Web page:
ERASE Racism President Elaine Gross is Honored with a 2013 Trailblazer Award by the U.S. Attorney's Office for the Eastern District

On Thursday the 21st, Elaine Gross, President of the civil rights organization ERASE Racism, was honored with a Trailblazer Award by the U.S. Attorney's Office for the Eastern District.

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U.S. Attorney Loretta E. Lynch presents Elaine Gross with the 2013 Trailblazer Award

[W]here one lives determines the school you will attend and where one goes to school is central to any effort to equalize access to opportunity.

New York, New York (PRWEB) February 27, 2013

On Thursday, February 21, 2013 Elaine Gross, President of the civil rights organization ERASE Racism, was honored with a Trailblazer Award by the U.S. Attorney's Office for the Eastern District. The ceremony was part of a celebration for Black History Month.

Throughout her career, Ms. Gross has focused on exploring the systemic causes of social, political, and economic inequities and finding ways to counteract those inequities. Ms. Gross, who founded ERASE Racism in 2001, has held many other positions supporting community development, affordable housing, and human rights. U.S. Attorney Loretta E. Lynch presented Ms. Gross with the 2013 Trailblazer Award, praising her courageous, visionary and successful leadership.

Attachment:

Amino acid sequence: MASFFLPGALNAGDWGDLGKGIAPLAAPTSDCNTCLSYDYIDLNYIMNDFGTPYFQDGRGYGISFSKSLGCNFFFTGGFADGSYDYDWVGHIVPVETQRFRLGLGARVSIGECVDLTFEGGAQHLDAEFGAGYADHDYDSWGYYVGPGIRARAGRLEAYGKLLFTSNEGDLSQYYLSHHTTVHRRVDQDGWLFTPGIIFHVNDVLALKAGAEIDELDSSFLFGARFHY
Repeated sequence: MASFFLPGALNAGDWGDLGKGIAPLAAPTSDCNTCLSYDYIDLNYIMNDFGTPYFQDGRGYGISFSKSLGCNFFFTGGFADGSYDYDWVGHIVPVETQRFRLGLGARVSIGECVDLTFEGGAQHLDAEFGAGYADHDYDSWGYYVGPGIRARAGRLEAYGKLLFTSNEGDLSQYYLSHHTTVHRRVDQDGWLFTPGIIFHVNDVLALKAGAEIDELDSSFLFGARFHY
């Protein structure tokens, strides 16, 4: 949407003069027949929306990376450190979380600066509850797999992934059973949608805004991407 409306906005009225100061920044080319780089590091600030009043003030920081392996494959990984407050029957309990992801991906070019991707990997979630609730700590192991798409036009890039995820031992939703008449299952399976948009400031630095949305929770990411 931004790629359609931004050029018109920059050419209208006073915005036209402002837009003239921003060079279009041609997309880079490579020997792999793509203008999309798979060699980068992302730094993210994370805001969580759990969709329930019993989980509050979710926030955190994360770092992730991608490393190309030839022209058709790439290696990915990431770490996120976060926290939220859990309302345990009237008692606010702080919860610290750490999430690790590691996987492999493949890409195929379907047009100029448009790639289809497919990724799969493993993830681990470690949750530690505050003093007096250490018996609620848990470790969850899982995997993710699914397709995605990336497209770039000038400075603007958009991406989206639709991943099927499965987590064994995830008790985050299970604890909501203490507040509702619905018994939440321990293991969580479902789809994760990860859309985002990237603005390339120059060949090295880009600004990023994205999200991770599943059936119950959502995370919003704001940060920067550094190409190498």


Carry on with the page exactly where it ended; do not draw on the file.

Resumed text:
In her acceptance speech, Ms. Gross spoke about her personal recollection of civil rights in 1963 and the connections to the civil rights struggle today. She also explained ERASE Racism’s work fighting racial discrimination and segregation on Long Island, particularly related to housing and education. “[W]here one lives determines the school you will attend and where one goes to school is central to any effort to equalize access to opportunity,” explained Ms. Gross, adding, “ Without this foundation it will be impossible to achieve the vision of a society where race doesn’t matter and affirmative action is no longer necessary.” She also provided several statistics that demonstrated the intense level of segregation on Long Island, including that in 2010, the average black resident lived in a neighborhood that was three and a half times as black as the region and the average Hispanic lived in a neighborhood that was twice as Hispanic as the region.

To find out more about ERASE Racism’s work, please visit http://www.eraseracismny.org


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